WASHINGTON -- The brother of Army Ranger Pat Tillman accused the Pentagon and the Bush administration yesterday of deliberately concealing the circumstances of the former NFL star's friendly-fire death in Afghanistan in an attempt to avoid embarrassment.
Speaking publicly for the first time since his brother was killed in Afghanistan three years ago, Kevin Tillman at a congressional hearing accused Army and administration officials of exploiting his brother's death to shift attention away from the detainee abuses at Iraq's Abu Ghraib prison, which at the time was about to become a public relations nightmare for the military.
Investigations by the Army, including an inspector general's report late last month, have not established any conspiracy to cover up the cause of Pat Tillman's death in April 2004. But top officers, including four generals, have been criticized for failing to tell his family the truth for more than a month afterward and could face criminal charges.
Kevin Tillman, who gave up a minor-league baseball career to enlist with his older brother in the aftermath of the Sept. 11 attacks and was nearby the day Pat Tillman was shot by fellow American soldiers, said the military's early, heroic depiction of his brother's death was "utter fiction" intended to deceive not just a grieving family, but the entire country.
"To our family and friends, it was a devastating loss. To the nation, it was a moment of disorientation. To the military, it was a nightmare," Kevin Tillman said, his voice wavering with emotion. "But to others within the government, it appears to have been an opportunity."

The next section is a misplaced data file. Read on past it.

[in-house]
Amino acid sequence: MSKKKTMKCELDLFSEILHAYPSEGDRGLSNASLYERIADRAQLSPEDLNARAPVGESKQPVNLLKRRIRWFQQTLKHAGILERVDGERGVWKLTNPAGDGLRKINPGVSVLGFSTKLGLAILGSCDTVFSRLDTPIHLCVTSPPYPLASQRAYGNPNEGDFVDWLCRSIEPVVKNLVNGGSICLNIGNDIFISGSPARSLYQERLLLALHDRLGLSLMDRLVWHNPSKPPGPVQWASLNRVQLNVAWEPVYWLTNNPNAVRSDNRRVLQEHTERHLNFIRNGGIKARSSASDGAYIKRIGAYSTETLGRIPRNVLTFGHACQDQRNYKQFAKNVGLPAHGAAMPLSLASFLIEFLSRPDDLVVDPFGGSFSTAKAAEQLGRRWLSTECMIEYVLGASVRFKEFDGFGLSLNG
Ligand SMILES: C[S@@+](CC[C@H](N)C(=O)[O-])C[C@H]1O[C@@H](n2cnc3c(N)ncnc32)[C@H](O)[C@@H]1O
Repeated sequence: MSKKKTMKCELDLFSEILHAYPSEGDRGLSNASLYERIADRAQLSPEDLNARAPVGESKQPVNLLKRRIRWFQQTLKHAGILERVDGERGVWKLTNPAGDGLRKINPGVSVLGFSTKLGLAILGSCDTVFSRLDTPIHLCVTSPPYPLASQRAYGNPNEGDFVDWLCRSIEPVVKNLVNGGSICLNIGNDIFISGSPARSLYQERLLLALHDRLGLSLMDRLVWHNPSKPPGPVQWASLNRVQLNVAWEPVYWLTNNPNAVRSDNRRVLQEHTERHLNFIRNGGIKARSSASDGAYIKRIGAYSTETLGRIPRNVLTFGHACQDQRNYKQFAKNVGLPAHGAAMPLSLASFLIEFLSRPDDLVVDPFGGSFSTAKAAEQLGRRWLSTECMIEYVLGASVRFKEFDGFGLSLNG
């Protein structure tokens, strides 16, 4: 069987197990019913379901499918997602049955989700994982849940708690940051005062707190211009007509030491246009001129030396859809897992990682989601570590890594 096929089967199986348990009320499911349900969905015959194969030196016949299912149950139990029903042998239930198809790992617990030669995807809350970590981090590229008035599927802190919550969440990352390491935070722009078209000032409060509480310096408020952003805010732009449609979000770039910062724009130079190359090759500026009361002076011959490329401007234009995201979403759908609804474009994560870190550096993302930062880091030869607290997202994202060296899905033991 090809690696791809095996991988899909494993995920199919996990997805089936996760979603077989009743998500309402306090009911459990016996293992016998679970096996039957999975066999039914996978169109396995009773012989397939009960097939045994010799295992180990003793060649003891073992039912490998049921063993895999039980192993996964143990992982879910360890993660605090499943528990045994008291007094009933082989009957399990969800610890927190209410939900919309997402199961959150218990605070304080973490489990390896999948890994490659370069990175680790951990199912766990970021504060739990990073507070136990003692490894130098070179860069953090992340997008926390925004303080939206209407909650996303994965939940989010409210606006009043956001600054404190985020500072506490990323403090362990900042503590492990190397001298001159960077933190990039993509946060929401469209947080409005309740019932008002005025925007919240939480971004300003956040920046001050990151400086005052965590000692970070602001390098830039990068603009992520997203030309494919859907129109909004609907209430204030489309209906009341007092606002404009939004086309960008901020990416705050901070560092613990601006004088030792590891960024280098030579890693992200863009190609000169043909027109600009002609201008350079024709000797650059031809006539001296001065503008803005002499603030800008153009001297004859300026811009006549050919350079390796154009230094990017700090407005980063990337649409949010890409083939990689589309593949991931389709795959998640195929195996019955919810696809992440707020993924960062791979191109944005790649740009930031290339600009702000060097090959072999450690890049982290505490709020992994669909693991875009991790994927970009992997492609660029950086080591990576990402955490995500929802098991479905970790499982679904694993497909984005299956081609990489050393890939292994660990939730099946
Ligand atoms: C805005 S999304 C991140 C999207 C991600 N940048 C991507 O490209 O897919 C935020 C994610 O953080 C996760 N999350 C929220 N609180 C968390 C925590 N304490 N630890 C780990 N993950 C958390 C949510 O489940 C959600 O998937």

In his brother's case, he charged that evidence had been destroyed, an autopsy did not conform to regulations and eyewitness testimony "disappeared into thin air."
"These are deliberate and calculated lies" and "a deliberate act of deceit," he said.
Rep. Henry Waxman, chairman of the House Oversight and Government Reform Committee, said he called the hearing into Tillman's death - as well as the exaggerated reports of Pfc. Jessica Lynch's heroism - because "the bare minimum we owe our soldiers and their families is the truth."
In the case of Tillman and Lynch, the California Democrat said, "the government violated its most basic responsibility."
Referring to the military's efforts to portray Tillman as a combat hero, Waxman said: "I come from Hollywood. I expect showbiz in Hollywood, not from the military."
Spc. Bryan O'Neal, a witness to Tillman's death and the last person to see him alive, told lawmakers that one of his superiors instructed him not to tell Tillman's brother or family about the circumstances of the shooting, even though he knew it was a case of friendly fire.
"I was ordered not to tell them," O'Neal said, adding the order came from Jeff Bailey, the lieutenant colonel in charge of the platoon. "He made it known that I'd get in trouble" for speaking with the family, O'Neal said.
Waxman asked O'Neal whether he found such an order troubling.
"Yes, sir," he shot back. "I wanted right off the bat to tell the family."